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‘Bleak Island’

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The famous dissident petition Několik vět (Several Sentences) was launched 20 years ago. In retrospect, it might seem that the death knell for the Czechoslovak communist regime sounded back then in the summer of 1989. But this is not quite true. Long after Několik vět, Radio Free Europe (RFE) was still airing mocking accounts of Czechoslovakia as an “island of slightly reformed Stalinism” and a “bleak island”.

Over the next three months, we will be presenting a series of reports on the inhabitants of this “island” in the year leading up to the big bang of 1989. The first instalment will take a look at the reasons for Czechoslovakia’s “bleak island” reputation.

Only a fool would have stated in early 1989 that there was nothing going on. Dissidents had already held their first authorised rally in the Žižkov neighbourhood. In December 1988, the regime stopped blocking broadcasts of RFE and Voice of America (VoA), probably on orders from perestroika-embracing officials in Moscow. In January 1989, Polish communist leader Wojciech Jaruzelski came to Prague in an effort to convince his bewildered Czech comrades to meet with the opposition movement Solidarność. Around the same time, thousands of demonstrators were intently focused on their dream of toppling the regime in a week of rallies marking the 20th anniversary of Jan Palach’s self-immolation. These rallies, consisting mainly of young people, were put down decisively, except on one day when the regime failed to intervene. When the weekend arrived, they wound up without much impact or public support.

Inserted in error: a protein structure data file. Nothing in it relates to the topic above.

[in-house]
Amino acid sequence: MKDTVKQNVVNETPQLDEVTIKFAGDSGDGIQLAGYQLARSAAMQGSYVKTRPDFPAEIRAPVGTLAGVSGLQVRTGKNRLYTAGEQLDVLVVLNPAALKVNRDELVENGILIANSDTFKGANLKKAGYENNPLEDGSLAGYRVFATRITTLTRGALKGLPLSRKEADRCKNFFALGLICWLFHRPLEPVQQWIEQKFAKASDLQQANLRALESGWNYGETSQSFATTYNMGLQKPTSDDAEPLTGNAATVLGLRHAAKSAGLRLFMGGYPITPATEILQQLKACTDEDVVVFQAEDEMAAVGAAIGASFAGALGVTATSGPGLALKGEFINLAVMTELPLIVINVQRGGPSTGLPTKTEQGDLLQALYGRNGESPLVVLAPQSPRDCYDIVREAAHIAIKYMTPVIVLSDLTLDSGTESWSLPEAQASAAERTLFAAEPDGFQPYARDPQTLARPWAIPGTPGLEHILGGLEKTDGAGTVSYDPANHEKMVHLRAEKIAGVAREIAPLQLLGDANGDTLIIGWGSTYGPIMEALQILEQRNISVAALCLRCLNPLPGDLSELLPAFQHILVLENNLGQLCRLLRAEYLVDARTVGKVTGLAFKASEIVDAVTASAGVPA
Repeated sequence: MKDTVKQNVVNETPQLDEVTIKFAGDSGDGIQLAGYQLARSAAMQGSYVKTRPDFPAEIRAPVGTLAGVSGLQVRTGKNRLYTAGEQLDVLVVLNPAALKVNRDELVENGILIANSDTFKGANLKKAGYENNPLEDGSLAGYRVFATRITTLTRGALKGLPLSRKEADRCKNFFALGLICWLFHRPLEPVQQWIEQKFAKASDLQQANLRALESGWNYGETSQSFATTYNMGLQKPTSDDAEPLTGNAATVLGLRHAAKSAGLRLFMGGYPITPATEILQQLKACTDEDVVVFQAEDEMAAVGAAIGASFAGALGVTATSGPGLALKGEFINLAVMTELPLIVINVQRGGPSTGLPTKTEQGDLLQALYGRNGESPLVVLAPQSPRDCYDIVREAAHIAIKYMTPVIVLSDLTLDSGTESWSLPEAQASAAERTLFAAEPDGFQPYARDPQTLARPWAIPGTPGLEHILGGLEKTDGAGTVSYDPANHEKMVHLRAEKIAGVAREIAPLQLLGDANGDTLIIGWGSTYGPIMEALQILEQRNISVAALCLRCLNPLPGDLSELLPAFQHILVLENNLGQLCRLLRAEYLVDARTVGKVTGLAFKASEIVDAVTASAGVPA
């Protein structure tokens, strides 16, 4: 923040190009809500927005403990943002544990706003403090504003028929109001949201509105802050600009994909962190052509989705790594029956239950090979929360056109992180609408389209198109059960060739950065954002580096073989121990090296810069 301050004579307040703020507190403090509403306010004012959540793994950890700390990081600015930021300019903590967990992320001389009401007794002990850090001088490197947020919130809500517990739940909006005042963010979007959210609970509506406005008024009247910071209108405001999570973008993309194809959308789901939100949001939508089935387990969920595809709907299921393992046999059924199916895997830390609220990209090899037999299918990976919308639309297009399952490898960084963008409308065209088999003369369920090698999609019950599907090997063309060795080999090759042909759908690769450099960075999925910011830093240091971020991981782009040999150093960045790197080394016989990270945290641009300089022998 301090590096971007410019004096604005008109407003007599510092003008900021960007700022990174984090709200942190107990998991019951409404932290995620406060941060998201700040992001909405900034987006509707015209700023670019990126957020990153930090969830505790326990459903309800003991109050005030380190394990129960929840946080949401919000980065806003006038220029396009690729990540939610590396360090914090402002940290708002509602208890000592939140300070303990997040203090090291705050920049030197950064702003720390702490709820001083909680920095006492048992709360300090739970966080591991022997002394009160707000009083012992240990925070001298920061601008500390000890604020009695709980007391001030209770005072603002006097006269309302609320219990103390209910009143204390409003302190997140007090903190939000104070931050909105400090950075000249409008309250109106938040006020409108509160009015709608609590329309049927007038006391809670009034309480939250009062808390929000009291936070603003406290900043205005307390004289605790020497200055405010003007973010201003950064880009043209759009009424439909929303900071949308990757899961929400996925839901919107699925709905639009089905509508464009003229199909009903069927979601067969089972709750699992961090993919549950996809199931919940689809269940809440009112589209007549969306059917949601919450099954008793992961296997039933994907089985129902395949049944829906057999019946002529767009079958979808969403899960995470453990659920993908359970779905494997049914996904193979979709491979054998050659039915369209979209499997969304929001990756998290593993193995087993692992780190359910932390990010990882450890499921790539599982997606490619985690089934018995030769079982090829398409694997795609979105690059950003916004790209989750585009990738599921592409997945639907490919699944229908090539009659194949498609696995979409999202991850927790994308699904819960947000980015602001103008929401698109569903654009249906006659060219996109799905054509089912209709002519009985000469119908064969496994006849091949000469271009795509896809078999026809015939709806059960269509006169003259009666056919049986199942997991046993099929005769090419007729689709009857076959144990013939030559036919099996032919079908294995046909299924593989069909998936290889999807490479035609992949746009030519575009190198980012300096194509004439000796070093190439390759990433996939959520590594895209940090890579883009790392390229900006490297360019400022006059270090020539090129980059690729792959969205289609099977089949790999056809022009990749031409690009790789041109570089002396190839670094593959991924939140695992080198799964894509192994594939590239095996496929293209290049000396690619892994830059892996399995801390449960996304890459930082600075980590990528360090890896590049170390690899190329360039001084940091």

Czechoslovakia was then headed by Miloš Jakeš, a man of limited intelligence and a rather pathetic leader and ideological hardliner who had been the compromise choice two years earlier of staunch local Stalinists and halfhearted Gorbachev supporters. Jakeš and those behind him had no plans to change to their style of government – particularly after the Russians promised their little perestroika game wouldn’t substantially affect power arrangements inside the Czechoslovak regime, which had remained largely unchanged since the 1968 Soviet invasion. Yet it was also clear that local Stalinists could no longer rely on the fallback of more interventions by Russian tanks.